It remains unclear whether it was McManus himself who asked the agent to cover his badge, since the names of law enforcement personnel involved in the case were redacted throughout the report.
A source familiar with the investigation said Tuesday that suggesting an HSI agent cover his or her badge is an odd request.
SAPD Chief William McManus was at the scene, according to previous media reports.
The agent offered to assist SAPD investigators after learning that the 12 individuals would be taken to headquarters, only to be told "no" by an SAPD official, the report states.
McManus is referenced without redaction in page three of the report, as the HSI agent recalled seeing him at the offices of SAPD's Special Victims Unit as SAPD personnel were preparing to interview the suspected undocumented immigrants.
The HSI agent, who a source said is fluent in Spanish, again offered to help interview the suspected immigrants after hearing that SAPD only had one detective available to conduct interviews in Spanish, the report states.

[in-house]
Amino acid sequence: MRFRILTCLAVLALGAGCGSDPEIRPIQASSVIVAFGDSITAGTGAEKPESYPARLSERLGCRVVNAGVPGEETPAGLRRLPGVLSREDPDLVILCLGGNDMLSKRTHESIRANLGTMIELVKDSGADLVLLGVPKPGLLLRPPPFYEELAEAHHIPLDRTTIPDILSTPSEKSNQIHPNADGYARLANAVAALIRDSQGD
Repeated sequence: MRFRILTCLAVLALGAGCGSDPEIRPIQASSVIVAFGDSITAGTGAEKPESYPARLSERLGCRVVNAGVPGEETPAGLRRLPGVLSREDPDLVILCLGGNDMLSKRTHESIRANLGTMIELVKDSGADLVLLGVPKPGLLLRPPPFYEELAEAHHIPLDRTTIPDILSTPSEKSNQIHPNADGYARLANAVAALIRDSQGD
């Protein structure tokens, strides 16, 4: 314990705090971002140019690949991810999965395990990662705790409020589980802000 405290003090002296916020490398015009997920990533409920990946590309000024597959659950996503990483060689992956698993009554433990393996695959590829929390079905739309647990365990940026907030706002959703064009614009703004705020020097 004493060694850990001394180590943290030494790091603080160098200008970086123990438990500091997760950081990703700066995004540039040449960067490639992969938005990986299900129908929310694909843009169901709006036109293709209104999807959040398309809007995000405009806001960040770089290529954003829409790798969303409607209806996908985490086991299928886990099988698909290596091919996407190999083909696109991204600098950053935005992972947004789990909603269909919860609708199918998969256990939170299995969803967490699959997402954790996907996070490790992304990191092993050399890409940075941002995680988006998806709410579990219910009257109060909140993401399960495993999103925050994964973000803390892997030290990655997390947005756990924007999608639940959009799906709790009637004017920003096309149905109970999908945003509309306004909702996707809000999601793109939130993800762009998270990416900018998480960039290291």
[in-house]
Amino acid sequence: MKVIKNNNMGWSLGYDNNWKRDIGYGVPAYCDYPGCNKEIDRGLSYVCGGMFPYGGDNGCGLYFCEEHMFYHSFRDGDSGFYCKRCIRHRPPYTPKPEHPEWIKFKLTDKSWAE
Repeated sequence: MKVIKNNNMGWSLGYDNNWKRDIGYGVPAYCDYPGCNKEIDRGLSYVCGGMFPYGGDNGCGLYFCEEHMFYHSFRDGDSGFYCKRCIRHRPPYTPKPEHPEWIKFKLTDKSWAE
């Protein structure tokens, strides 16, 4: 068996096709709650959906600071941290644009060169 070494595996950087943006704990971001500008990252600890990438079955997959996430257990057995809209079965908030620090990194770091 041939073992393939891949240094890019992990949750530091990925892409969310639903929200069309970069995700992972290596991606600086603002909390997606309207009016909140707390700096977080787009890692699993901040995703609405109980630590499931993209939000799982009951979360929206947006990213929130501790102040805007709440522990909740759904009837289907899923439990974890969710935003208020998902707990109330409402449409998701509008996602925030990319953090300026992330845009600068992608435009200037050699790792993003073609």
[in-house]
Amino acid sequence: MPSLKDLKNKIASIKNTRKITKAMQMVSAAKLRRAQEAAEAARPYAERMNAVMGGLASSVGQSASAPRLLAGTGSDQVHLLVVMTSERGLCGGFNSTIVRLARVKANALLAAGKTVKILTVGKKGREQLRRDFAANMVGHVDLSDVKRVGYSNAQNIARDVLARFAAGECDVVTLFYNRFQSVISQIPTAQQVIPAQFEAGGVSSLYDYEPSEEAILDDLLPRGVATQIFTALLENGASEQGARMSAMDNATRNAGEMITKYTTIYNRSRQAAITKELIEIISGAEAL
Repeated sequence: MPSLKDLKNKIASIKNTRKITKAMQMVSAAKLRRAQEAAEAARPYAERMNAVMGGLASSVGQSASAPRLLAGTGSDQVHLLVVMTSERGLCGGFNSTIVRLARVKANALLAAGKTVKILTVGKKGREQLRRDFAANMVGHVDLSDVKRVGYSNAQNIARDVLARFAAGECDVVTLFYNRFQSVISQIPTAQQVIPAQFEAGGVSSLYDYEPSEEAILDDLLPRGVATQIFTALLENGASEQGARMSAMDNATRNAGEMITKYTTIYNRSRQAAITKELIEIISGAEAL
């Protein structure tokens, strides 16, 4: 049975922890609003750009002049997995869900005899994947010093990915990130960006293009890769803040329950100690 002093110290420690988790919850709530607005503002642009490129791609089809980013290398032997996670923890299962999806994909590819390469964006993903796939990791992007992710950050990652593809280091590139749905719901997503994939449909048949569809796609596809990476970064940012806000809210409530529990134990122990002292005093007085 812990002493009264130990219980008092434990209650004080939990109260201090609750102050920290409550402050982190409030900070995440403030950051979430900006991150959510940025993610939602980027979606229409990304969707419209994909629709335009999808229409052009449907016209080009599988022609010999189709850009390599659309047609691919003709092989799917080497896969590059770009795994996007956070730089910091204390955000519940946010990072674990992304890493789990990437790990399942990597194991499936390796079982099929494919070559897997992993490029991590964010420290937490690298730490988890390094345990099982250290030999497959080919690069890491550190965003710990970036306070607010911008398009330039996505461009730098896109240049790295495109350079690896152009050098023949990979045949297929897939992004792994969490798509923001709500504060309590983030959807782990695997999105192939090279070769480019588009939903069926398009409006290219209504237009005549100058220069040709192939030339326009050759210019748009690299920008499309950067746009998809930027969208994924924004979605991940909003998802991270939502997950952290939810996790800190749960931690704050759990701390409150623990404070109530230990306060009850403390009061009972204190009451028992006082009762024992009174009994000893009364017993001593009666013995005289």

An SAPD official ignored the agent's offer of assistance, according to the report.
SAPD's decision to release the people suspected of being in the country illegally from headquarters, without handing them over to federal authorities, has become a lightning rod for criticism of McManus.
An SAPD spokesperson referred KSAT 12 Defenders' request to interview McManus Tuesday to the city's Government and Public Affairs Department.